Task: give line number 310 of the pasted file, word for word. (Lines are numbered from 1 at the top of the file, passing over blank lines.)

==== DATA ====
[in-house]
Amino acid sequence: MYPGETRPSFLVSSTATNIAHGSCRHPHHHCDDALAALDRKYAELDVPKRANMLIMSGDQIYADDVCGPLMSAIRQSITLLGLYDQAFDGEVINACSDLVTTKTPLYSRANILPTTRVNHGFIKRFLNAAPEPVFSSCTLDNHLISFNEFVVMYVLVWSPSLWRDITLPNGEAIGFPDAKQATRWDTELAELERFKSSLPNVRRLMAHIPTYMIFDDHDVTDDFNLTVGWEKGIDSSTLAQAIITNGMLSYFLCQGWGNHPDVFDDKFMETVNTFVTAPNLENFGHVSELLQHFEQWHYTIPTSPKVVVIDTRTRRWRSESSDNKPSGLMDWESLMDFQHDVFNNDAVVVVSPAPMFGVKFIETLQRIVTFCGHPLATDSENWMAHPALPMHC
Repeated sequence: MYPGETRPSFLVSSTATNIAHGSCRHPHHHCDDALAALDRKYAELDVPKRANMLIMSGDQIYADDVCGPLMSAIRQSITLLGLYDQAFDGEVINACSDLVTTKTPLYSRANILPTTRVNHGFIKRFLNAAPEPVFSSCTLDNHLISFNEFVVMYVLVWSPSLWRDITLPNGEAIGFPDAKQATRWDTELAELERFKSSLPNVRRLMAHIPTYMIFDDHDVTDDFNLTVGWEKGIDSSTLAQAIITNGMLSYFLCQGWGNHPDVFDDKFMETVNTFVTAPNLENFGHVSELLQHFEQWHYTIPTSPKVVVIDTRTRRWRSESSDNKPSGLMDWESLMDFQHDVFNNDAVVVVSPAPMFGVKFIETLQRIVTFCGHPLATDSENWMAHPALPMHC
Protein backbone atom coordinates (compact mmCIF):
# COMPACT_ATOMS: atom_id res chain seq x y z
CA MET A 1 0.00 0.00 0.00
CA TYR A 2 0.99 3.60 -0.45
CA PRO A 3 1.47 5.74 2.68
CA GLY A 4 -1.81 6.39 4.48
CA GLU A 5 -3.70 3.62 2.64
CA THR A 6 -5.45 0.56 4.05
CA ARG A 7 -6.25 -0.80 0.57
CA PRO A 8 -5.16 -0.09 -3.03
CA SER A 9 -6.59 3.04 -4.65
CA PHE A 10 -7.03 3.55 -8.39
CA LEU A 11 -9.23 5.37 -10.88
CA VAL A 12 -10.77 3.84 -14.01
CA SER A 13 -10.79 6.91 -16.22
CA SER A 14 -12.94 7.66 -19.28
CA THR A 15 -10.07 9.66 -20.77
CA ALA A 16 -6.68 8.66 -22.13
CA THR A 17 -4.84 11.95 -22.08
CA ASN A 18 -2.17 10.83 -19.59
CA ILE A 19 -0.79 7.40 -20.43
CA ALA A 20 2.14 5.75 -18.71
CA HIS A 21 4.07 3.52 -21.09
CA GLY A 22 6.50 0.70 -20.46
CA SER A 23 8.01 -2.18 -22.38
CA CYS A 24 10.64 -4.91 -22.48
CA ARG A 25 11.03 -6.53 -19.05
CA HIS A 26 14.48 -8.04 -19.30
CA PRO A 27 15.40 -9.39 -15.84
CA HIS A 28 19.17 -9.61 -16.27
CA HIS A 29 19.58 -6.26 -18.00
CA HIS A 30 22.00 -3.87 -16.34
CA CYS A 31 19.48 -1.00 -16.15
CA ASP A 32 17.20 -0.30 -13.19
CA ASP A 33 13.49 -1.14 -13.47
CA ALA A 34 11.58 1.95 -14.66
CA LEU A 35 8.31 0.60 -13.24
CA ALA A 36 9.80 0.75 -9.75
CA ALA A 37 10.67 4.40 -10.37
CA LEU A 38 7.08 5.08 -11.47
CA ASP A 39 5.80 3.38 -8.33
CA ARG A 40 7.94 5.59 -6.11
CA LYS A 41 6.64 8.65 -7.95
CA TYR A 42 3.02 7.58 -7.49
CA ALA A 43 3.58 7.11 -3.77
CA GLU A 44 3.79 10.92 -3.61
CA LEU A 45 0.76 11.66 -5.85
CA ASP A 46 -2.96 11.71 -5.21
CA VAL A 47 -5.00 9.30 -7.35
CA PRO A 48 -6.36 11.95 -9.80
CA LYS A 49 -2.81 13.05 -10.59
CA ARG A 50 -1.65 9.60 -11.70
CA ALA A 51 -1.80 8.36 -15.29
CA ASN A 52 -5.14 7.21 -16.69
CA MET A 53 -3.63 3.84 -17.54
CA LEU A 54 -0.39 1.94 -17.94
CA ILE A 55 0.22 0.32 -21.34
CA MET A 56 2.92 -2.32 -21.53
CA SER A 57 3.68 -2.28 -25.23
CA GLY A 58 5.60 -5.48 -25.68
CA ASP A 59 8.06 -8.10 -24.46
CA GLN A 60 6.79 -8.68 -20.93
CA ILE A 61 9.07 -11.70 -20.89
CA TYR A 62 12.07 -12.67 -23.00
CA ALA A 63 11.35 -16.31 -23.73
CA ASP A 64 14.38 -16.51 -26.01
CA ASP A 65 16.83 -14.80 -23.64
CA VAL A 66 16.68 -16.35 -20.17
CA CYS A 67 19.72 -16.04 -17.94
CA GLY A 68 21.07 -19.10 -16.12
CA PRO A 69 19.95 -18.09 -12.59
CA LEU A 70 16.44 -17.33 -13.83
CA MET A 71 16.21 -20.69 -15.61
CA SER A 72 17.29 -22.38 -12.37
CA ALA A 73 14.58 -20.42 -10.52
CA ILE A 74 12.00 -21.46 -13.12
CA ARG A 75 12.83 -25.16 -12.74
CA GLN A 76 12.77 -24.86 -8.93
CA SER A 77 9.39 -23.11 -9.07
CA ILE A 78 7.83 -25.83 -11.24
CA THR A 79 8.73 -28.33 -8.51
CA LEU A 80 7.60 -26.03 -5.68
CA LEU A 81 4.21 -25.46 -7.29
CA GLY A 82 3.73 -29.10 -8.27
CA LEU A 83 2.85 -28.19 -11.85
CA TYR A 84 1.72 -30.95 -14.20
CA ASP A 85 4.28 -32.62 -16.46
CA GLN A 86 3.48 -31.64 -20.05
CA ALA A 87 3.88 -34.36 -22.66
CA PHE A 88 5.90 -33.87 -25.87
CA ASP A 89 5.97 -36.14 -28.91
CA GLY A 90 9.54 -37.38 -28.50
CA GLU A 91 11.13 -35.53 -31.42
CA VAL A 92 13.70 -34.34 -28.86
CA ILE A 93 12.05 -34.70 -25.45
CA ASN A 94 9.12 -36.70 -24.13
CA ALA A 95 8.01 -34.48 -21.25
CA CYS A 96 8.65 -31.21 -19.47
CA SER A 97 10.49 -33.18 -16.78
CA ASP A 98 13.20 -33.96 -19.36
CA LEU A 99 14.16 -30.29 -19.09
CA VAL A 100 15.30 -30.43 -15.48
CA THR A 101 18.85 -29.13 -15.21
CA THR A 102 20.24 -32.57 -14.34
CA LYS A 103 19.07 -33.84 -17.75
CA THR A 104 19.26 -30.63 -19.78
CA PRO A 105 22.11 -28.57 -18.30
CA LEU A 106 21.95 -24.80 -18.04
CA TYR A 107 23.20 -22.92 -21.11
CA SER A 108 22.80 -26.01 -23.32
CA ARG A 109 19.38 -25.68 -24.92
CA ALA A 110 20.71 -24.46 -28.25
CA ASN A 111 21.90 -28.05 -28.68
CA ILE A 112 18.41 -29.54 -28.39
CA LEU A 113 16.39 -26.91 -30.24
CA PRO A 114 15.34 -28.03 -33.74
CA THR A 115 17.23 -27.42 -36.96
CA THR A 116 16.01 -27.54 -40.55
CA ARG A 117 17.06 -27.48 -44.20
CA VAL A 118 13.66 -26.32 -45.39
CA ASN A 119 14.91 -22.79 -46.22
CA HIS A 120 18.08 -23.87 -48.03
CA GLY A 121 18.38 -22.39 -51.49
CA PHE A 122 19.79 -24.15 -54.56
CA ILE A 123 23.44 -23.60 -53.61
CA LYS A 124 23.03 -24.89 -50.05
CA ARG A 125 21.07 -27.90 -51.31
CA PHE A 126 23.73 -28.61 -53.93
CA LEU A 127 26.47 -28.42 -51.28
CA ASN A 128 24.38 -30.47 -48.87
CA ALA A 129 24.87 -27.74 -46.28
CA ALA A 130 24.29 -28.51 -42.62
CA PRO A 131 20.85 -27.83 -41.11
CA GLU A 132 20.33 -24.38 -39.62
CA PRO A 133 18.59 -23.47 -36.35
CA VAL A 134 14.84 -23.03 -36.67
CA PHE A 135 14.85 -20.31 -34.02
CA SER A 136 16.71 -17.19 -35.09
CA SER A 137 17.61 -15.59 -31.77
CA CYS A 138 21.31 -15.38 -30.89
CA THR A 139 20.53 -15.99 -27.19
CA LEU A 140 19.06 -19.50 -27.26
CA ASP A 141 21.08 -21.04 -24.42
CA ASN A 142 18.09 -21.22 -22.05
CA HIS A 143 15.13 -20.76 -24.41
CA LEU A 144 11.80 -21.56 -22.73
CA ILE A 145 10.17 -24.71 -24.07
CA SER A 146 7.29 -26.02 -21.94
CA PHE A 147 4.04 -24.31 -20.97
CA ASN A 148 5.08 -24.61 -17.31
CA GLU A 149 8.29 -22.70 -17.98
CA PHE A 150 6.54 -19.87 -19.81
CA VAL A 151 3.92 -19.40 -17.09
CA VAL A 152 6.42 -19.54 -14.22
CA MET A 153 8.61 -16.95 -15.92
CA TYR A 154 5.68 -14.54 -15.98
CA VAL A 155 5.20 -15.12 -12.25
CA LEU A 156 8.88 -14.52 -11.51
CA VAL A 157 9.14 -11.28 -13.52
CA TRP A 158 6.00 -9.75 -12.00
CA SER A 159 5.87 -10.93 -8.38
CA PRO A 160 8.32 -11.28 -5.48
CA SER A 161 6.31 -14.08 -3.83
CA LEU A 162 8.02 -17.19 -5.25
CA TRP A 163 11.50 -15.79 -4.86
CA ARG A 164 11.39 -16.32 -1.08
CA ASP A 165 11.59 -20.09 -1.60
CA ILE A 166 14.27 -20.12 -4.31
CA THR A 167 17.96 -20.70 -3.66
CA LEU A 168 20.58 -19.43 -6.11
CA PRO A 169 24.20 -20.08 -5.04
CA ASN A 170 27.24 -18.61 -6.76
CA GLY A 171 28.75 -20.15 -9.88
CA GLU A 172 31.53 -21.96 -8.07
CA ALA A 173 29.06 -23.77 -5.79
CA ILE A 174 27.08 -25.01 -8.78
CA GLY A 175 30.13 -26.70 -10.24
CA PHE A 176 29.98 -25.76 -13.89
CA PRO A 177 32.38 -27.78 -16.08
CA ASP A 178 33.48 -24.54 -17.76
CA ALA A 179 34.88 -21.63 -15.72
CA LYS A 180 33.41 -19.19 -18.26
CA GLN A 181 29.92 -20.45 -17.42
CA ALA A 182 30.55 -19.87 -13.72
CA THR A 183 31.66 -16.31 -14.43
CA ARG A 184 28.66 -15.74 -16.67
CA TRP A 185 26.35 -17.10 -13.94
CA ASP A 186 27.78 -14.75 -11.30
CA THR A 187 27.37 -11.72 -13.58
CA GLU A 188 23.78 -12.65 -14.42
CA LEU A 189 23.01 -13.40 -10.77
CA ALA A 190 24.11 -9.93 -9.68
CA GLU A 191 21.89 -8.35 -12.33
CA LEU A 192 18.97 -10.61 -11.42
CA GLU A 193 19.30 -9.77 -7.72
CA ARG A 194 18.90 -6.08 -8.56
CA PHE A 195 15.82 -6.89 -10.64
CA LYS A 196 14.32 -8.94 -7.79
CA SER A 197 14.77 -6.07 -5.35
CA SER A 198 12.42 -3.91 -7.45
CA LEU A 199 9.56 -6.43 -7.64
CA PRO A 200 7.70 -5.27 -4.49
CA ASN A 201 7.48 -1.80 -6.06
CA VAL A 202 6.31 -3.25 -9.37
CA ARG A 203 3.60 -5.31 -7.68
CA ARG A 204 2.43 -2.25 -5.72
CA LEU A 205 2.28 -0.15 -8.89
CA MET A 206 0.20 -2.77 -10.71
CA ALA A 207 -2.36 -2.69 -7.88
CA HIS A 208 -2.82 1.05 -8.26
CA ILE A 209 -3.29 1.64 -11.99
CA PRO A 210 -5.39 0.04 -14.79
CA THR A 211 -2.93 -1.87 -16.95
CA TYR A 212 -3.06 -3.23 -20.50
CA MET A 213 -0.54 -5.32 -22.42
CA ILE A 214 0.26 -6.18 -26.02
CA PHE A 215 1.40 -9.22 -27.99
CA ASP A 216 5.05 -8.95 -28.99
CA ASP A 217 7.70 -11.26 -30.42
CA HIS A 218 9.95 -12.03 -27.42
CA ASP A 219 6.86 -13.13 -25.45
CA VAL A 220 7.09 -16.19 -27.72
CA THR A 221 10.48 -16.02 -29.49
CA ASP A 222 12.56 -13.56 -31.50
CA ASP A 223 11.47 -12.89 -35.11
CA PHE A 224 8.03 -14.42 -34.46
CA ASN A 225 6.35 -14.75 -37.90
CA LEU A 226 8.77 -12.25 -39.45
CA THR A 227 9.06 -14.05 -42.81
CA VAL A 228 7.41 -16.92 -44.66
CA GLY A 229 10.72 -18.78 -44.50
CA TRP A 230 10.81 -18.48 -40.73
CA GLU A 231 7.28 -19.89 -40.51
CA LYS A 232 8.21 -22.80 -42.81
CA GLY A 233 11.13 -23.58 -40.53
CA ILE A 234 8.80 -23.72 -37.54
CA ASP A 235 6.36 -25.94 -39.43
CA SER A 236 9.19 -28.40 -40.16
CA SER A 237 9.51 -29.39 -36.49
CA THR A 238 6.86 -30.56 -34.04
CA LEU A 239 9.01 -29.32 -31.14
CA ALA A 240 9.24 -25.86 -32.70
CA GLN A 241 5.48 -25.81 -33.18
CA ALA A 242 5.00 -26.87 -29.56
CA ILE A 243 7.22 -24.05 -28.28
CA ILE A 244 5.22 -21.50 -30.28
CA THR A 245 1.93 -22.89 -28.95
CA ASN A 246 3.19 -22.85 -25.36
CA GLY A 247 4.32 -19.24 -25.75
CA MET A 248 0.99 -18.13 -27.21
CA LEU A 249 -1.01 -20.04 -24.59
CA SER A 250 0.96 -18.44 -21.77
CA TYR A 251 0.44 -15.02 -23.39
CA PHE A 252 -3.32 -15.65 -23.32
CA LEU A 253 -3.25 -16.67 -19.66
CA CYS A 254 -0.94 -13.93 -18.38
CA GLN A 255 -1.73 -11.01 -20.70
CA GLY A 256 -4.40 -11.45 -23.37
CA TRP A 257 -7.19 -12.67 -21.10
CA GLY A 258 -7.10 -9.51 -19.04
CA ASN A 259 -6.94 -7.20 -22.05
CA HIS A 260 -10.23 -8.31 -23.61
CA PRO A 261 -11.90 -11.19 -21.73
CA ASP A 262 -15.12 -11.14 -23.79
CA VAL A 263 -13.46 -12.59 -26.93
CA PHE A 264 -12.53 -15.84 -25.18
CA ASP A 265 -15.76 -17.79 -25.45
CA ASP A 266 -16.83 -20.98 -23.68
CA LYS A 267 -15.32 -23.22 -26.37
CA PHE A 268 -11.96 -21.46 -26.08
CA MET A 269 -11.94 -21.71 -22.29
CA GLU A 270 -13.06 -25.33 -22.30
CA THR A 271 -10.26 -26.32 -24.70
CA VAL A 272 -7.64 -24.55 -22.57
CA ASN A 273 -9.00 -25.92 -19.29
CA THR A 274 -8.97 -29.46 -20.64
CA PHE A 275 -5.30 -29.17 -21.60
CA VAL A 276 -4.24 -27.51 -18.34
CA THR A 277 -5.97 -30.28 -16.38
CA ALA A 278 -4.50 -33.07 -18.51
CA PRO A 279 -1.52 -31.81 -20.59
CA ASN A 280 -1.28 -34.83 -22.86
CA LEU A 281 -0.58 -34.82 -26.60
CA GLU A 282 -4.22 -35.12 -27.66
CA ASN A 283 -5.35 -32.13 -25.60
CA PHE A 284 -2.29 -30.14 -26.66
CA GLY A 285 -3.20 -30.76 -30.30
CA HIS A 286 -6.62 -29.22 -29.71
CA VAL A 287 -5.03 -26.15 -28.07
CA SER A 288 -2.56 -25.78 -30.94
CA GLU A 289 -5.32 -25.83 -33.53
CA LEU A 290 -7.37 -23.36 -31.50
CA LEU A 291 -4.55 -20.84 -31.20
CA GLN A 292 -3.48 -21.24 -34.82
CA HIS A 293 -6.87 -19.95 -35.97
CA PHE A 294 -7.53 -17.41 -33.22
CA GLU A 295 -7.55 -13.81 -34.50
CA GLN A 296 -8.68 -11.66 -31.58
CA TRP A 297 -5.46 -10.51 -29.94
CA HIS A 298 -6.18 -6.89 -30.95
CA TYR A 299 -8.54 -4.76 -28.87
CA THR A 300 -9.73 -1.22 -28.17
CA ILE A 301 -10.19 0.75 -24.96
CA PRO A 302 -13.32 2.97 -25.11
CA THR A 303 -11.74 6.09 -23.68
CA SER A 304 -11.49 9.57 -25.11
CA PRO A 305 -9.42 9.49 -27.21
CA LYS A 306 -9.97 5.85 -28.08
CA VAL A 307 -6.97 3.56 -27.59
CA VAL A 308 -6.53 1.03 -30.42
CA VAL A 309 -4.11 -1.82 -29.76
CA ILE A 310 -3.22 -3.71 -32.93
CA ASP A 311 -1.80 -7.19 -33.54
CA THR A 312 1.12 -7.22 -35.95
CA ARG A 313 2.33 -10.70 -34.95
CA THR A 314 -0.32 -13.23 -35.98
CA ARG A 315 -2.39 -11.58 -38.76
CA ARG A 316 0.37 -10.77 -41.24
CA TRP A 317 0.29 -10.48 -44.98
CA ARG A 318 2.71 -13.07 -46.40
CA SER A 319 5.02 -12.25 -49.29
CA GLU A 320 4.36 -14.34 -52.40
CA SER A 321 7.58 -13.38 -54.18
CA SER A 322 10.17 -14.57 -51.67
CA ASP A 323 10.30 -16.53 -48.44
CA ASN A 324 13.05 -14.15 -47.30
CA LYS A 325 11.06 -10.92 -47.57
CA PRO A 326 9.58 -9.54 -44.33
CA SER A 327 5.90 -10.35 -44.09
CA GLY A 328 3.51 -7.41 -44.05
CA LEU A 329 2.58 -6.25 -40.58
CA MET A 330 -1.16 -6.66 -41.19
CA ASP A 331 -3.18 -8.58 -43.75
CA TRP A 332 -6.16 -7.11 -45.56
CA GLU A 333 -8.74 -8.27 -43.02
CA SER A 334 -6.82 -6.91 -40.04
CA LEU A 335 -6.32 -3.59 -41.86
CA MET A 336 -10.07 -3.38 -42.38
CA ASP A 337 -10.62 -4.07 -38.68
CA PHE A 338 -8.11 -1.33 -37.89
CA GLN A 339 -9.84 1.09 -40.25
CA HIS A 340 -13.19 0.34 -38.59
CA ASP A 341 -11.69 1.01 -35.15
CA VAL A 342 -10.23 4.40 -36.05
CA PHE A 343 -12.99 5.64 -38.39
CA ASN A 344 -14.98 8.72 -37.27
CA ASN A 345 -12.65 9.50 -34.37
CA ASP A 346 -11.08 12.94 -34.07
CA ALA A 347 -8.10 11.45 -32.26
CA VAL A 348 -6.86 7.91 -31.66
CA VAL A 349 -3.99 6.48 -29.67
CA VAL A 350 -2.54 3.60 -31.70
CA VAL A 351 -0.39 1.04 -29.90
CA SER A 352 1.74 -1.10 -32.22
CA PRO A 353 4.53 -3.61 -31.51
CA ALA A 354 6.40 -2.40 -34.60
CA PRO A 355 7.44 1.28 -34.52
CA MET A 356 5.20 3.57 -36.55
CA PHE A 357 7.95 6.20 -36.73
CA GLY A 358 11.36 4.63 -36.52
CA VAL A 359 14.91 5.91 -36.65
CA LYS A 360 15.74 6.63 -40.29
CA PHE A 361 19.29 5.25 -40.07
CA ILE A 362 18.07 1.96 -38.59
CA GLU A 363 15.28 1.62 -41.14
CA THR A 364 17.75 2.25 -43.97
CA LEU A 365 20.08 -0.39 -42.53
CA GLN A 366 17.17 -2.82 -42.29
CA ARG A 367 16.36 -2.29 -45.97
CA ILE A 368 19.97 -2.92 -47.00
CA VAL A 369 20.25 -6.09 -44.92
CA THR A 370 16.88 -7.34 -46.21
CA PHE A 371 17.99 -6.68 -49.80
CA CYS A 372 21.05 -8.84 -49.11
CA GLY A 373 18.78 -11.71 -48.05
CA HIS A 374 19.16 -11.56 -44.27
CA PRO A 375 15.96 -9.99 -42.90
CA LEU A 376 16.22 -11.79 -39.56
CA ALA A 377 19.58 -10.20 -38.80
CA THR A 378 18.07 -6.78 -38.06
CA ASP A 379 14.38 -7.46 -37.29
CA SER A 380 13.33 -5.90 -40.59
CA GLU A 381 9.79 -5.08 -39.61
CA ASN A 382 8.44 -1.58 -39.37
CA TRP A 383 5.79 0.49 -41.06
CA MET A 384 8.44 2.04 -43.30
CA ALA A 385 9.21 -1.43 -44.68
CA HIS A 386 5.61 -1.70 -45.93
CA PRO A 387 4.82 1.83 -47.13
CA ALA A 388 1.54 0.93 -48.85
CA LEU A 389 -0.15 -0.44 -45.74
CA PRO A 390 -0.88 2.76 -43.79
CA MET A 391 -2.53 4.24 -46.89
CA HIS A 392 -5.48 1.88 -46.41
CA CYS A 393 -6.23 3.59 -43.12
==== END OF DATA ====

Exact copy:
CA PRO A 305 -9.42 9.49 -27.21